Restructuring personnel needn’t be a headache

Restructuring can be trying but this doesn’t mean change can’t be positive, says Lyndsey Simpson

Restructuring personnel needn't be a headache

One of my favourite quotes comes from Gordon Forward: “To stand still is to fall behind.” This is very true in our world where businesses should be a constantly evolving facet, growing and developing with the market and with you as its leader.

However, by facilitating business change, inevitably you will have to make some tough decisions that affect, arguably, the most important part of your business – your people. Restructures are commonplace nowadays. However, if managed incorrectly your company can be not only left with a bad reputation but with serious legal implications. 

For this reason, this month I’m going to focus on how you can elicit positive change with positive outcomes.

Deciding to change

Employees are the foundations upon which companies are built. Certainly within my organisation, our team are brand ambassadors, representing us with every conversation. Therefore, change that is going to affect them and disrupt their pattern of performance should not be taken lightly. 

Redundancies are sometimes required if roles completely disappear within your structure but as a smaller, more agile company, sometimes it’s not the role that needs to go but the person within it. Maybe you have outgrown their skillset, or they have not been able to adapt to your growing business at the rate you need them to. In this instance, agreeing to part company – by way of a settlement agreement – is often a far better solution for all parties than a drawn-out redundancy and consultation process.

Mitigating your risks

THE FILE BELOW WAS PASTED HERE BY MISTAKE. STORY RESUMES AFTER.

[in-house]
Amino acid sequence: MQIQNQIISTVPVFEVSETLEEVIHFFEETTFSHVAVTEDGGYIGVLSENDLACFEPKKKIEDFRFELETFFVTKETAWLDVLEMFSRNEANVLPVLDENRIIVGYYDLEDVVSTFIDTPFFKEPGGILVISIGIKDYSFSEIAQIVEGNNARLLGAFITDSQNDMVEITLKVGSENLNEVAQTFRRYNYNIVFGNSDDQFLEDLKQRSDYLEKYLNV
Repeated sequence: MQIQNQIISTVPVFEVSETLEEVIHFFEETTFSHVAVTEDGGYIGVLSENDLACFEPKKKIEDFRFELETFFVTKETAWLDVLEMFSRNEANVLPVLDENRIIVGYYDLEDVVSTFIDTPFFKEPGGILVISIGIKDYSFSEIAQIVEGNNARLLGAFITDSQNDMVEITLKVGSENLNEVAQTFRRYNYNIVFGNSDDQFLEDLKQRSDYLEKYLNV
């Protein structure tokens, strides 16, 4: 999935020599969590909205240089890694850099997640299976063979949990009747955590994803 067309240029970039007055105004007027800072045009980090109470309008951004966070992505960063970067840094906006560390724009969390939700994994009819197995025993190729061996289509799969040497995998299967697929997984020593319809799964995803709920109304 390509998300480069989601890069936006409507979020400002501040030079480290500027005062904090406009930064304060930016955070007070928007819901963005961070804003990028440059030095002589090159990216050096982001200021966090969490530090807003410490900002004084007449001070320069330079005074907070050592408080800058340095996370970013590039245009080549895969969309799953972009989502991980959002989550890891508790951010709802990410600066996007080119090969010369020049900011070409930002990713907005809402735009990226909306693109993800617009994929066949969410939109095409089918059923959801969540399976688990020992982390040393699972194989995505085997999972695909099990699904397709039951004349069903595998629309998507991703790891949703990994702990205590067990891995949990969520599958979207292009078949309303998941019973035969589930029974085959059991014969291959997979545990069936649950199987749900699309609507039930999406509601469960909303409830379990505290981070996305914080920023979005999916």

Business restructures aren’t just difficult for employees but employers too. Whilst the impact that a restructure can have on an individual is often more obvious, the effect this has on a business is quickly forgotten. The exiting, or ‘adjusting’, of employees and their roles from a business can have serious legal implications if done incorrectly. 

If you are not strong on this topic, seek help. Many industry associations or business groups such as the Institute of Directors give free legal advice as part of their membership. Make sure you use these to run your specific circumstances past a professional who can make sure you are taking the right approach. Time spent planning any restructure or change that impacts people will always pay back ten-fold.

Don’t burn bridges

There is never a reason to burn bridges with people. Even if you think someone is in the wrong and you are dismissing them, your role as their employer is to be fair, consistent and transparent in the reasons for your decision. More often though, you lose people that are just not right for what your business needs right now. In this case, you need to consider that at some point in the future, you may want to bring them back. Equally, if you are in the B2C sector, your employees can also be your customers so you need to ensure they remain brand ambassadors. Lastly, reputation used to be considered a local issue but now, in the age of social media and Glassdoor – where anyone can post an anonymous review about what you’re really like to work for – everybody must be taken into consideration.